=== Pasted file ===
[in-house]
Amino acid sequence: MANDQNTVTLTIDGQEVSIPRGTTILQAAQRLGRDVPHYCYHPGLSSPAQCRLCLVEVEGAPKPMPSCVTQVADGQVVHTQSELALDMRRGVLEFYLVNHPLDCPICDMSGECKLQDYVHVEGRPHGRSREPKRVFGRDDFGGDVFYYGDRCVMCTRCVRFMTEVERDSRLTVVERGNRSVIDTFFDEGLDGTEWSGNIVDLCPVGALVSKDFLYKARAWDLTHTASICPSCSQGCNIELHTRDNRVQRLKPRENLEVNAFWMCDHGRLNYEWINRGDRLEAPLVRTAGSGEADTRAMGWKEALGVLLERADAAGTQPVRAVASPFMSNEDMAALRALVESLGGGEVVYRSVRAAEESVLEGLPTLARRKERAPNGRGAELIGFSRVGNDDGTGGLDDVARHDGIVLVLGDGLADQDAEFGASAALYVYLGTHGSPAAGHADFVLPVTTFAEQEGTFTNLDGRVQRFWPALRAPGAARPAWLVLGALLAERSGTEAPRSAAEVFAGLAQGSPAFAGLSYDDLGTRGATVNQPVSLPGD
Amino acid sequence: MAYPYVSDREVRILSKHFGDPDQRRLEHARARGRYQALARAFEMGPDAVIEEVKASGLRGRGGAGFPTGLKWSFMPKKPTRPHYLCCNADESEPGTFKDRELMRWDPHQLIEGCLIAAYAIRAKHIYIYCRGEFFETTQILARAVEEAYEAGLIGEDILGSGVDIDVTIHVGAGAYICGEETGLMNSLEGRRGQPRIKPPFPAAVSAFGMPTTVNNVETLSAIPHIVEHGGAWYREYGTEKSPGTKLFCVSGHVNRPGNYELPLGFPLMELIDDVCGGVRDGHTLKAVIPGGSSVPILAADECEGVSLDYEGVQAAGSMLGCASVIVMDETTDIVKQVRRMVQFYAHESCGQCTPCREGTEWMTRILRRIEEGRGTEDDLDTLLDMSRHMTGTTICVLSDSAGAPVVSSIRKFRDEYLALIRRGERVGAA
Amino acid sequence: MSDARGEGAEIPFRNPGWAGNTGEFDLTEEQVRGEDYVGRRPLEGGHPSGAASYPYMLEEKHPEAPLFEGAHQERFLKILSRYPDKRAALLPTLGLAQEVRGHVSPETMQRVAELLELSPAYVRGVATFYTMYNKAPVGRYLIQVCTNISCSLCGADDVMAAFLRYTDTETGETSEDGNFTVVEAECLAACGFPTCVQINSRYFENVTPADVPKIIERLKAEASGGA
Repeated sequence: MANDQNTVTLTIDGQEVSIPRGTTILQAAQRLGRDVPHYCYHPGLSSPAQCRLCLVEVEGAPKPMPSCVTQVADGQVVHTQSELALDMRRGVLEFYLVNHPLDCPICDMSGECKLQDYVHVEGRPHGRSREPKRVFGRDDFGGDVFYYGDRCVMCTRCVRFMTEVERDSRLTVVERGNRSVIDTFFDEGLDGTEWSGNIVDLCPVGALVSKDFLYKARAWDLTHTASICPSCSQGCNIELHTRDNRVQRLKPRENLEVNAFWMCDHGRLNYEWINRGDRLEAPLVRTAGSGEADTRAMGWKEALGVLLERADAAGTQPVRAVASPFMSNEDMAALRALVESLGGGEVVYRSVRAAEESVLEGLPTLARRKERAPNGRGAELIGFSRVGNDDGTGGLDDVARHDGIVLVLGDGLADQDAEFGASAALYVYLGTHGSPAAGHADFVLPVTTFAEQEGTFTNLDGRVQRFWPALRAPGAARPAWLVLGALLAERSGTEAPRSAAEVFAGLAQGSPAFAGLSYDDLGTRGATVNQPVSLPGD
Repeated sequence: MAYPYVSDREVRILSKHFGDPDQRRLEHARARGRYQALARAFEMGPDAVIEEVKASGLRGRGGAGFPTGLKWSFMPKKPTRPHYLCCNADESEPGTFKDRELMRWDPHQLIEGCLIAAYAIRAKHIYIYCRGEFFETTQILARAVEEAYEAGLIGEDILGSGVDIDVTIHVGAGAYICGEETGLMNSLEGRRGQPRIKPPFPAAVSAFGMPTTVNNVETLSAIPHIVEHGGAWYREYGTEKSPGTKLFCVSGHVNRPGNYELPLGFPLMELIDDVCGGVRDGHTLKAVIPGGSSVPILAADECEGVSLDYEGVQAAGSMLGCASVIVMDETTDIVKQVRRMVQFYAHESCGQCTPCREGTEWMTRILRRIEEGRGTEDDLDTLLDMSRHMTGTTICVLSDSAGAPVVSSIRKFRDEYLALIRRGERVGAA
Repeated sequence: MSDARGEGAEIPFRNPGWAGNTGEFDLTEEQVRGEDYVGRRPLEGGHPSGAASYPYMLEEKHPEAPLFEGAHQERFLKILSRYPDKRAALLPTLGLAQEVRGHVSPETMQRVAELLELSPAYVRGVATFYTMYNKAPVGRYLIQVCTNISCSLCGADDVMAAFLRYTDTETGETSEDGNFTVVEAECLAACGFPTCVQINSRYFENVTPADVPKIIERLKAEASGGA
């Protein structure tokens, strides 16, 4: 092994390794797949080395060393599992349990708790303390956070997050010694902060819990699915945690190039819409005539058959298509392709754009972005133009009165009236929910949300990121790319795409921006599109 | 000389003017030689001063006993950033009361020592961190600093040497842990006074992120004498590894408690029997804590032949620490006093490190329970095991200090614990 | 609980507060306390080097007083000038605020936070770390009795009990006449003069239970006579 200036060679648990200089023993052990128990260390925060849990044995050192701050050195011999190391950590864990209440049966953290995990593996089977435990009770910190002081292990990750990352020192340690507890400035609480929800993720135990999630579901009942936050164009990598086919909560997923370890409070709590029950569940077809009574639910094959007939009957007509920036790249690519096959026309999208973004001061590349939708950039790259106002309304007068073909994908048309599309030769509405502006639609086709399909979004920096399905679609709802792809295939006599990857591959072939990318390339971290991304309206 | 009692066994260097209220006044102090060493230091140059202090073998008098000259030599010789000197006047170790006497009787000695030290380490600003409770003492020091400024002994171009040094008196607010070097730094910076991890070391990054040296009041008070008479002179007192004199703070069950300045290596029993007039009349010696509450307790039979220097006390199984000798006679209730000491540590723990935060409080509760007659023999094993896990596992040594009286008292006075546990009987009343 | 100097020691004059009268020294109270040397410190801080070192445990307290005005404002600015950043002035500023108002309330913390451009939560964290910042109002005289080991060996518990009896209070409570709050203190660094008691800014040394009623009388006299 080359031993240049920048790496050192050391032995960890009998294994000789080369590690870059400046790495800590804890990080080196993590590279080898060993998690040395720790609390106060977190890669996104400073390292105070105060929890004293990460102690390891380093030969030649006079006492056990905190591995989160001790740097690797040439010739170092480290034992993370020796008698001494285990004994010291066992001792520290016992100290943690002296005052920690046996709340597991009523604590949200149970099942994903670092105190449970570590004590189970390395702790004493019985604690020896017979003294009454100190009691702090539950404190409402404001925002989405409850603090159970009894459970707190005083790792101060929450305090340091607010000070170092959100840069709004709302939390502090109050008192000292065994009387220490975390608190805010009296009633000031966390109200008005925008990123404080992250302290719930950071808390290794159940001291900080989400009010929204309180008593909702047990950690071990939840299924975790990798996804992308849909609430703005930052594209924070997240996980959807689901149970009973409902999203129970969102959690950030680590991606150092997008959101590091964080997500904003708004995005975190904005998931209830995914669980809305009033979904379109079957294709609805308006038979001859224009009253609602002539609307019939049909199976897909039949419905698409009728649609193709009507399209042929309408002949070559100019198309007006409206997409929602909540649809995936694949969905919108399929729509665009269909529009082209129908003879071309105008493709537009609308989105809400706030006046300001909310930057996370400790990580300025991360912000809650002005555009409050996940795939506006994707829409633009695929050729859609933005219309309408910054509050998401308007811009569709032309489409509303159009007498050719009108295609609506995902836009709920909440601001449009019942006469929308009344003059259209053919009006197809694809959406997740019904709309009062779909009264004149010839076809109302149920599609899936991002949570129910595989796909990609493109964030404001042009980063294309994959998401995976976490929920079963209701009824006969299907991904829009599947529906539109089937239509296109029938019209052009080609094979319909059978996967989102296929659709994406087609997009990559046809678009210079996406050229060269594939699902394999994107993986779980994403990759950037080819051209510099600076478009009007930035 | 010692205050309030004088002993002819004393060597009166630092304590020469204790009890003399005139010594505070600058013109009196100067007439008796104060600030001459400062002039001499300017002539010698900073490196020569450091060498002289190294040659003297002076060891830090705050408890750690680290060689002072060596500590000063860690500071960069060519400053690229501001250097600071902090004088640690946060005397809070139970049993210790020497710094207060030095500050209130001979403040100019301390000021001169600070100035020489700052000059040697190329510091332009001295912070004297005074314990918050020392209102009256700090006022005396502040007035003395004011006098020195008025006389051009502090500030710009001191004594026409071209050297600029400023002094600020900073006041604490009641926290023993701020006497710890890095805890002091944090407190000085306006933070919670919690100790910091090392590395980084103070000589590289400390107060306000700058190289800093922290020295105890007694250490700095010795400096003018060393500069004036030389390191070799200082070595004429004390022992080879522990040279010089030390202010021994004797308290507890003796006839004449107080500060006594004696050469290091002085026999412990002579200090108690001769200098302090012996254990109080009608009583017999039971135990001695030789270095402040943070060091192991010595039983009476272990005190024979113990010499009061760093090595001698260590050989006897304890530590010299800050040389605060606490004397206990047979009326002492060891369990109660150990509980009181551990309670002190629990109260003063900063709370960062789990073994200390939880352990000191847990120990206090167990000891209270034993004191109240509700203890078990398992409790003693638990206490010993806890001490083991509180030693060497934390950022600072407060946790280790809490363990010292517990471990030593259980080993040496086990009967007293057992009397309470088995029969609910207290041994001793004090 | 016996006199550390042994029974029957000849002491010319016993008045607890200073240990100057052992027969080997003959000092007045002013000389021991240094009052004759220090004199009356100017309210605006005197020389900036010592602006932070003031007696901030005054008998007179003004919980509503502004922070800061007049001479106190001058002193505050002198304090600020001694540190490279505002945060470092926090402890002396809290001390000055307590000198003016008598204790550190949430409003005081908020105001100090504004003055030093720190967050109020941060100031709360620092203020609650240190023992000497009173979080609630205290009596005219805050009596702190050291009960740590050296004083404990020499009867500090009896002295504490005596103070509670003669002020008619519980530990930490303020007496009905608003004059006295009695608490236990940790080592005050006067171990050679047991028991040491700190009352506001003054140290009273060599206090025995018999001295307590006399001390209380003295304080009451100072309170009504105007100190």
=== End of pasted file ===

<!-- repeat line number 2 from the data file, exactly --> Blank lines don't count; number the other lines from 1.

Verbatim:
Amino acid sequence: MANDQNTVTLTIDGQEVSIPRGTTILQAAQRLGRDVPHYCYHPGLSSPAQCRLCLVEVEGAPKPMPSCVTQVADGQVVHTQSELALDMRRGVLEFYLVNHPLDCPICDMSGECKLQDYVHVEGRPHGRSREPKRVFGRDDFGGDVFYYGDRCVMCTRCVRFMTEVERDSRLTVVERGNRSVIDTFFDEGLDGTEWSGNIVDLCPVGALVSKDFLYKARAWDLTHTASICPSCSQGCNIELHTRDNRVQRLKPRENLEVNAFWMCDHGRLNYEWINRGDRLEAPLVRTAGSGEADTRAMGWKEALGVLLERADAAGTQPVRAVASPFMSNEDMAALRALVESLGGGEVVYRSVRAAEESVLEGLPTLARRKERAPNGRGAELIGFSRVGNDDGTGGLDDVARHDGIVLVLGDGLADQDAEFGASAALYVYLGTHGSPAAGHADFVLPVTTFAEQEGTFTNLDGRVQRFWPALRAPGAARPAWLVLGALLAERSGTEAPRSAAEVFAGLAQGSPAFAGLSYDDLGTRGATVNQPVSLPGD